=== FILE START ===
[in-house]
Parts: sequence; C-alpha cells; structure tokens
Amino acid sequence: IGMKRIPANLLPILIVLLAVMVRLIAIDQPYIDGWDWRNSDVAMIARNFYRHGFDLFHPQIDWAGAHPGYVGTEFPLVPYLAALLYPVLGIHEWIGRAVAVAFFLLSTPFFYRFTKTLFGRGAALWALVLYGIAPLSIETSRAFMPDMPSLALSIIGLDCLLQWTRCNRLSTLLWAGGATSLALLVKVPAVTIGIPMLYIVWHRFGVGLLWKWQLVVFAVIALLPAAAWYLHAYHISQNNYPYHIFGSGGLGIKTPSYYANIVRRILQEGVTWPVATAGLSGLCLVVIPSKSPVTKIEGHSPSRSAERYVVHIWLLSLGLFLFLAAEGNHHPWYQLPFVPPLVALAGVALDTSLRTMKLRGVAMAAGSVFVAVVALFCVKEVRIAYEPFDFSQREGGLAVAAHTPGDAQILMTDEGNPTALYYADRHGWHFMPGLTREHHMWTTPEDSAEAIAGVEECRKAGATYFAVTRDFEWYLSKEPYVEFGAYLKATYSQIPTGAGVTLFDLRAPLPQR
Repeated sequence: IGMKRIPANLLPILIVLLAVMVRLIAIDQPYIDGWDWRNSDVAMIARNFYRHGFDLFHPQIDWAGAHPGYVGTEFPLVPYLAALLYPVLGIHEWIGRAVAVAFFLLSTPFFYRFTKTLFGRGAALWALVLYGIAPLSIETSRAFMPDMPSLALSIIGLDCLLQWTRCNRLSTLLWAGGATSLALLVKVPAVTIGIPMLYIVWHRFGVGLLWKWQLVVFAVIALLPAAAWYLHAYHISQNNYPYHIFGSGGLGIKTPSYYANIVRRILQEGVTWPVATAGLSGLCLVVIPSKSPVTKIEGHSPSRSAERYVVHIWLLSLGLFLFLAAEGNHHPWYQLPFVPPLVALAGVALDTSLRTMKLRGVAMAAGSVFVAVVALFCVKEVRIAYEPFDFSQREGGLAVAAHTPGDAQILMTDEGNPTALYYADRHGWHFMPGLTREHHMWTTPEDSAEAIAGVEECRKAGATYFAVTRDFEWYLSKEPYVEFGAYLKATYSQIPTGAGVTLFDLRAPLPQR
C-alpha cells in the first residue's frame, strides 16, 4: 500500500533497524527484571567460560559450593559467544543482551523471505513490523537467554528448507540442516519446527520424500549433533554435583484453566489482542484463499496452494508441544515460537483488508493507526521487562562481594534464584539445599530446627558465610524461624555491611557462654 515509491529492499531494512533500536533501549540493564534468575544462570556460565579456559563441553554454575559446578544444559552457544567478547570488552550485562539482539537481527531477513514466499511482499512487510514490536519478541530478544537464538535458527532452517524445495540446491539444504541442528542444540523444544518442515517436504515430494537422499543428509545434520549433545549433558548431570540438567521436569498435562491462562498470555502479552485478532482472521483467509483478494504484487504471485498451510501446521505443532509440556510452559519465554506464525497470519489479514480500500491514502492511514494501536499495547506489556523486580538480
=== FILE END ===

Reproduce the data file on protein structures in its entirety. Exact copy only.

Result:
[in-house]
Parts: sequence; C-alpha cells; structure tokens
Amino acid sequence: IGMKRIPANLLPILIVLLAVMVRLIAIDQPYIDGWDWRNSDVAMIARNFYRHGFDLFHPQIDWAGAHPGYVGTEFPLVPYLAALLYPVLGIHEWIGRAVAVAFFLLSTPFFYRFTKTLFGRGAALWALVLYGIAPLSIETSRAFMPDMPSLALSIIGLDCLLQWTRCNRLSTLLWAGGATSLALLVKVPAVTIGIPMLYIVWHRFGVGLLWKWQLVVFAVIALLPAAAWYLHAYHISQNNYPYHIFGSGGLGIKTPSYYANIVRRILQEGVTWPVATAGLSGLCLVVIPSKSPVTKIEGHSPSRSAERYVVHIWLLSLGLFLFLAAEGNHHPWYQLPFVPPLVALAGVALDTSLRTMKLRGVAMAAGSVFVAVVALFCVKEVRIAYEPFDFSQREGGLAVAAHTPGDAQILMTDEGNPTALYYADRHGWHFMPGLTREHHMWTTPEDSAEAIAGVEECRKAGATYFAVTRDFEWYLSKEPYVEFGAYLKATYSQIPTGAGVTLFDLRAPLPQR
Repeated sequence: IGMKRIPANLLPILIVLLAVMVRLIAIDQPYIDGWDWRNSDVAMIARNFYRHGFDLFHPQIDWAGAHPGYVGTEFPLVPYLAALLYPVLGIHEWIGRAVAVAFFLLSTPFFYRFTKTLFGRGAALWALVLYGIAPLSIETSRAFMPDMPSLALSIIGLDCLLQWTRCNRLSTLLWAGGATSLALLVKVPAVTIGIPMLYIVWHRFGVGLLWKWQLVVFAVIALLPAAAWYLHAYHISQNNYPYHIFGSGGLGIKTPSYYANIVRRILQEGVTWPVATAGLSGLCLVVIPSKSPVTKIEGHSPSRSAERYVVHIWLLSLGLFLFLAAEGNHHPWYQLPFVPPLVALAGVALDTSLRTMKLRGVAMAAGSVFVAVVALFCVKEVRIAYEPFDFSQREGGLAVAAHTPGDAQILMTDEGNPTALYYADRHGWHFMPGLTREHHMWTTPEDSAEAIAGVEECRKAGATYFAVTRDFEWYLSKEPYVEFGAYLKATYSQIPTGAGVTLFDLRAPLPQR
C-alpha cells in the first residue's frame, strides 16, 4: 500500500533497524527484571567460560559450593559467544543482551523471505513490523537467554528448507540442516519446527520424500549433533554435583484453566489482542484463499496452494508441544515460537483488508493507526521487562562481594534464584539445599530446627558465610524461624555491611557462654 515509491529492499531494512533500536533501549540493564534468575544462570556460565579456559563441553554454575559446578544444559552457544567478547570488552550485562539482539537481527531477513514466499511482499512487510514490536519478541530478544537464538535458527532452517524445495540446491539444504541442528542444540523444544518442515517436504515430494537422499543428509545434520549433545549433558548431570540438567521436569498435562491462562498470555502479552485478532482472521483467509483478494504484487504471485498451510501446521505443532509440556510452559519465554506464525497470519489479514480500500491514502492511514494501536499495547506489556523486580538480